A Total TaiTai Tale

Tale of a Total TaiTai who was in Beijing & Beyond and is now in Singapore & Surroundings!

Tag: HDB

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Wednesday Wanderings And Wonderings

Laundry day

The familiar laundry drying racks that dot Singapore’s public housing landscape.

These heavy bamboo poles loaded with laundry should soon become a sight of the past. Last year it was announced that they should be replaced with a new retractable clothes drying rack. So laundry drying outside is not going to disappear soon but it won’t be as prominent.

Flats built between 1987 and 1997 will be eligible for the upgrade under the extended Home Improvement Programme (HIP)

The new laundry rack comes with six horizontal stainless steel poles that can be extended and retracted within the frame of the rack. Residents can easily reach the poles from the kitchen window when hanging and retrieving laundry.

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Look up.

It’s a bright new day.

Don’t always stare at your phone

Don’t always look down at your feet.

HDB wanderings

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Life in shades of pink.

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HDB you have the most adorable encounters.

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When HDB looks like they could be condominium in Palm Beach, Florida

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If they don’t have it, it probably doesn’t exist.

Ok maybe not entirely true but I’ve learned that it’s not because I don’t see it that’s they don’t have it. ALWAYS ask them, they will more often than not have it somewhere in those packed shelves. Little store at the bottom of the HDB that we are lucky to have next door…. with a food court and a wet market. #iLoveMyNeighborhood

We used that have them in France, the small version of the hardware store… La Quincaillerie. The British translation is ironmonger. If you look up the word in Spanish (European or Latin American) it says ferreteria but in Argentina we had one next to our place it had “Quincailleria” on the storefront, they loved everything French and I guess they wanted to be it and there also I could find everything I needed.

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While most photographers (especially the expat kind) like to photograph the famous shophouses in Singapore (one must have the obligatory shophouses collage before one leaves Singapore 😉… more on this on a later post) I find the HDB (+/- public housing) a lot more interesting, as a photography subject as well as a cultural subject.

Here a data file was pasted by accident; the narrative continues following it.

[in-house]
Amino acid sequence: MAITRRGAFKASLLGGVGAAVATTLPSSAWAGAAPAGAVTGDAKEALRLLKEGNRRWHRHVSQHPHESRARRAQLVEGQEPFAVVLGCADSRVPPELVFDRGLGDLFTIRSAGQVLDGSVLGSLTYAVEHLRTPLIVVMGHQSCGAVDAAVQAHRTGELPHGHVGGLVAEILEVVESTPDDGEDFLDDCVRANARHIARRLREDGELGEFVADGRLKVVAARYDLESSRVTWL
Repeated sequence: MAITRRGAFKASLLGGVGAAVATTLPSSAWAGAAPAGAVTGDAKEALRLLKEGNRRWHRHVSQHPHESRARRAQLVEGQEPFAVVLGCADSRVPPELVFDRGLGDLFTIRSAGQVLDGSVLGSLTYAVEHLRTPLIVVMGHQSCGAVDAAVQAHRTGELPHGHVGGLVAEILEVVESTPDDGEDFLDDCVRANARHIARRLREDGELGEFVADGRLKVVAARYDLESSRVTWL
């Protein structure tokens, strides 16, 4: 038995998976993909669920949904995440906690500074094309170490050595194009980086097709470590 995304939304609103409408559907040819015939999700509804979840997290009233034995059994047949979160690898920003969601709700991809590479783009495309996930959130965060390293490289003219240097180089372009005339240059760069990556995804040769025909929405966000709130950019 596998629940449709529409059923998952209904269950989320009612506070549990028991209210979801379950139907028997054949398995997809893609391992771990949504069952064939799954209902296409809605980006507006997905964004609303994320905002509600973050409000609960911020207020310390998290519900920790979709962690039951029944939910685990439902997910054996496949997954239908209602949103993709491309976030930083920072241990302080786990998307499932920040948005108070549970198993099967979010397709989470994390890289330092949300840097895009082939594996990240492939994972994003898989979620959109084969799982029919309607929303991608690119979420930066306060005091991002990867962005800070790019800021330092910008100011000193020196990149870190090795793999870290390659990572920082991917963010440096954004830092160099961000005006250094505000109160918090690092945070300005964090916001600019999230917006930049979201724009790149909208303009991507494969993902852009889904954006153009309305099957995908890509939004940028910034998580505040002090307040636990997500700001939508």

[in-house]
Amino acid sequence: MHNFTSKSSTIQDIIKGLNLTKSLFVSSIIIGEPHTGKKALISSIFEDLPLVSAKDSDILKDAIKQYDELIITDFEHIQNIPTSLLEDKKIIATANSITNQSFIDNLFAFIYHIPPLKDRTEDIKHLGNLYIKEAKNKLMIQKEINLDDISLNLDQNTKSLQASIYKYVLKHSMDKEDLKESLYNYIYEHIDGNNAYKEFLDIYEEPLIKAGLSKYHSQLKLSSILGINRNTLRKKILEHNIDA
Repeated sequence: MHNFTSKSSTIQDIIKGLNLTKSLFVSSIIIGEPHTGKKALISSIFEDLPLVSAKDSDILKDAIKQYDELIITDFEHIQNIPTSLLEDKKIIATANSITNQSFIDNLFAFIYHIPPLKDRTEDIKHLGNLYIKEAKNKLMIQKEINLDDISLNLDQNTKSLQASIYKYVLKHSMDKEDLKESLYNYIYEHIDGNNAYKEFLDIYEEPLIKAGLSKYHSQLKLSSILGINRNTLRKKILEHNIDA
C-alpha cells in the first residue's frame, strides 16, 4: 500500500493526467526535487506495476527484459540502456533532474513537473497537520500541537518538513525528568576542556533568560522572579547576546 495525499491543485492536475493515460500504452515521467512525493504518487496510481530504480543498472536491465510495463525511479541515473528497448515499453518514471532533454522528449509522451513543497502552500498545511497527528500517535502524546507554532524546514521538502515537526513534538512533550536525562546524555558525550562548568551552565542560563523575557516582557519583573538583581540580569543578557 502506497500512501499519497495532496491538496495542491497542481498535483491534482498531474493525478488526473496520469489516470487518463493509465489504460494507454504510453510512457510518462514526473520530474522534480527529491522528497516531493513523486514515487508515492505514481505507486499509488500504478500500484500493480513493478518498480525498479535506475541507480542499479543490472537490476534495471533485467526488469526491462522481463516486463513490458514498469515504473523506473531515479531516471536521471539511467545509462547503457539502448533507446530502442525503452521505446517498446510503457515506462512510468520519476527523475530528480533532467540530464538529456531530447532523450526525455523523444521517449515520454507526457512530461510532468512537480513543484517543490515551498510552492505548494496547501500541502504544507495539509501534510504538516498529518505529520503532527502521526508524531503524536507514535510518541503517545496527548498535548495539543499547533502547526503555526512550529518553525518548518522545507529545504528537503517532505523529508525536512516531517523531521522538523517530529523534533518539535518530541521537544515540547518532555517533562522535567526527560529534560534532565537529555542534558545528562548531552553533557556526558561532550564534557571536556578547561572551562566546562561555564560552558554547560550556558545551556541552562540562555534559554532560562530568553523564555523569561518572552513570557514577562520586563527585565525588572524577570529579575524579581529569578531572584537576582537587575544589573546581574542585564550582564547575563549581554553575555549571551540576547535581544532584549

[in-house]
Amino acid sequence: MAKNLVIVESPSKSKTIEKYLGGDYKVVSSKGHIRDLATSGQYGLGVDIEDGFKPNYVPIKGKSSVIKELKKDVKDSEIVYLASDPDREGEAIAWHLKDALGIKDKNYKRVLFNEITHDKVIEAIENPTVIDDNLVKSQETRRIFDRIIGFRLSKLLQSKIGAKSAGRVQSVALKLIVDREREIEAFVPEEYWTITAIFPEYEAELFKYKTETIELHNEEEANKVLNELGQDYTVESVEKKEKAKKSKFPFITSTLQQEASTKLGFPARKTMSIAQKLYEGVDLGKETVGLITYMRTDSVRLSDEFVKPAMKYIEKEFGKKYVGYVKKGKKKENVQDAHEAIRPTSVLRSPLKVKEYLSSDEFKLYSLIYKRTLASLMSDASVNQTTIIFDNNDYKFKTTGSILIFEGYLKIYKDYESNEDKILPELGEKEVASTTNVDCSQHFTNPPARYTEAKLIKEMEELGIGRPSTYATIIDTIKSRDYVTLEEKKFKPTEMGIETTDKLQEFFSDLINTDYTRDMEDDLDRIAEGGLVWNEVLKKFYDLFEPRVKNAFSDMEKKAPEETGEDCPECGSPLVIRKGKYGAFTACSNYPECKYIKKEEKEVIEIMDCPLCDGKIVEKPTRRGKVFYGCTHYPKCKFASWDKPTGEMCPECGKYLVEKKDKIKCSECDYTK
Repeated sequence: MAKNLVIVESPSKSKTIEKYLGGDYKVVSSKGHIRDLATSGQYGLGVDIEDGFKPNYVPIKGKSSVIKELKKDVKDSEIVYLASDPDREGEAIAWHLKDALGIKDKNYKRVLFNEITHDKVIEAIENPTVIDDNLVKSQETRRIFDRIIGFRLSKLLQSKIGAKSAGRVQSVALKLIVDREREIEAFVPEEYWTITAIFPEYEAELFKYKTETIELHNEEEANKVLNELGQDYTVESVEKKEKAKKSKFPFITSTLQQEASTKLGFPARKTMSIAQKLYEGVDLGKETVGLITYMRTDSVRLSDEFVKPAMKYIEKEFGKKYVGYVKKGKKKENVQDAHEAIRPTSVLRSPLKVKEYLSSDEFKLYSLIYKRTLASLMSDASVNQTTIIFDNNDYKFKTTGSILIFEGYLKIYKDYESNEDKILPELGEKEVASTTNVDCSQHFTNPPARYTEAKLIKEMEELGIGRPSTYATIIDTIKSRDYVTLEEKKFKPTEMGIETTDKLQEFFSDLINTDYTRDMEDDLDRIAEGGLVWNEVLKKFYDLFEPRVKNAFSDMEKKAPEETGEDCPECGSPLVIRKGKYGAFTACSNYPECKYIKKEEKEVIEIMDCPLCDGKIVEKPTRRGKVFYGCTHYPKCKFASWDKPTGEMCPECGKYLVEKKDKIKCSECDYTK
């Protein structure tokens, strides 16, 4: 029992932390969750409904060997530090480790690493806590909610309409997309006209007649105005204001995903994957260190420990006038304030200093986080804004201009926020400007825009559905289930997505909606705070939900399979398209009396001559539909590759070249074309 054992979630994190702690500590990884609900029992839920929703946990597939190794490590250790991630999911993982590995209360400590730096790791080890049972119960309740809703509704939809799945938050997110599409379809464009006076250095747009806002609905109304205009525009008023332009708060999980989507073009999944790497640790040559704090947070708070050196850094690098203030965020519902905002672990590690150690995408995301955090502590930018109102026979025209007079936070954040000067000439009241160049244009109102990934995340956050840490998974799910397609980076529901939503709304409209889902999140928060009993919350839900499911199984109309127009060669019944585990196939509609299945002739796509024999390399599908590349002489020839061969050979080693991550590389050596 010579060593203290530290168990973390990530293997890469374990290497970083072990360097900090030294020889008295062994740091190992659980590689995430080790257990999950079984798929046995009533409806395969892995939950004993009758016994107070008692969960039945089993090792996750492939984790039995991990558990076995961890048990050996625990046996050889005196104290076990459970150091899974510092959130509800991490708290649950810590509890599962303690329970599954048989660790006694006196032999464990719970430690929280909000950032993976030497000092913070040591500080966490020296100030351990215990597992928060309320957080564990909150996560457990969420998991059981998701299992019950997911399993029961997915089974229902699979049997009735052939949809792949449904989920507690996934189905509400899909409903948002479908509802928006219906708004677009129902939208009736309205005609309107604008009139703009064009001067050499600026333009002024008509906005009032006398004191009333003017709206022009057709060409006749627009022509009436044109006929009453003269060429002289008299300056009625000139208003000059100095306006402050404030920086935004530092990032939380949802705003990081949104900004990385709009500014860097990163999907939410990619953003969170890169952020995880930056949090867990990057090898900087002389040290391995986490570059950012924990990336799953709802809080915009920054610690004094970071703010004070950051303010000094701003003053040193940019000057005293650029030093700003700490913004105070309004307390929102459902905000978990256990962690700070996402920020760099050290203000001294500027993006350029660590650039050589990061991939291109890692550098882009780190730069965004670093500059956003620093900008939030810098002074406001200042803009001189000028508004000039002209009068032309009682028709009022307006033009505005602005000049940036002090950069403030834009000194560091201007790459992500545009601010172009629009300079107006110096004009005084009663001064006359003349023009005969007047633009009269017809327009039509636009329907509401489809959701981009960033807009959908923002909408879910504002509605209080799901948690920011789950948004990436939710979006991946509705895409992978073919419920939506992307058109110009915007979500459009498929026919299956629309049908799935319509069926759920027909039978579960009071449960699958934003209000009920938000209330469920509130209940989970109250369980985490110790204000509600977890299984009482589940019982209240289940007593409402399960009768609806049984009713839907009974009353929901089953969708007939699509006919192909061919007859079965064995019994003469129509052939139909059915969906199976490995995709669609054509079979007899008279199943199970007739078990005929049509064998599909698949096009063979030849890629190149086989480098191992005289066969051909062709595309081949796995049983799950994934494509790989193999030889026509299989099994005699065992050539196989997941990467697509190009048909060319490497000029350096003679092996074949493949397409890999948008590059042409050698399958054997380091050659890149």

First there are very diverse and on top of it because there are public “property” I can go and climb in the floors to use it as a vantage point (I also have a great love with public parking for the same reason!) but no one photographs them as well as Darren Soh who has been on a mission to document the HDB (lot of them are being en-bloc sold in the past few years and will be taken down).
I have been to a few of his talks and last week was the opening of his exhibition and the launch of his book (which I bought obviously 🙄)

Darren pictures can be seen on his Instagram (www.instagram.com/darrensohphoto/)
and here’s his video “Before It All Goes” (https://www.youtube.com/watch?v=tm_cpuC97ig)

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Apparently Bentley and HDB can be used in the same sentence

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I’m grateful to friend who are willing to look for vantage point and follow me to obscure car park to take the photo I want.

Since 1st April 2017, Rochor Center is closed and cannot be visited. (I’ll post some pictures I took last year from the inside). It has been used recently by the police and army to trained their soldiers but it will be demolished soon and the landscape will be forever changed .

Rochor Centre was built and completed in 1977 to take in residents and businesses that was uprooted across the city. It’s what we call HDB (*). It has become a urban landscape of Singapore thanks to its bright colorful facades (only painted this way in 1994) just outside the center business district.

In November 2011, it was announced that the Rochor centre would be acquired by the government to make way for the new 21.5 km North-South Expressway (NSE) and the development of the Ophir-Rochor Corridor.

As of 1 April 2017, the entire building has been barricaded and the carpark permanently closed.

(*) The Housing & Development Board (HDB) is the statutory board of the Ministry of National Development responsible for public housing in Singapore. It is generally credited with clearing the squatters and slums of the 1960s and resettling residents into low-cost state-built housing. Today, as many as 82% of Singaporeans live in public housing provided by the HDB! (and owned their apartment might I add)

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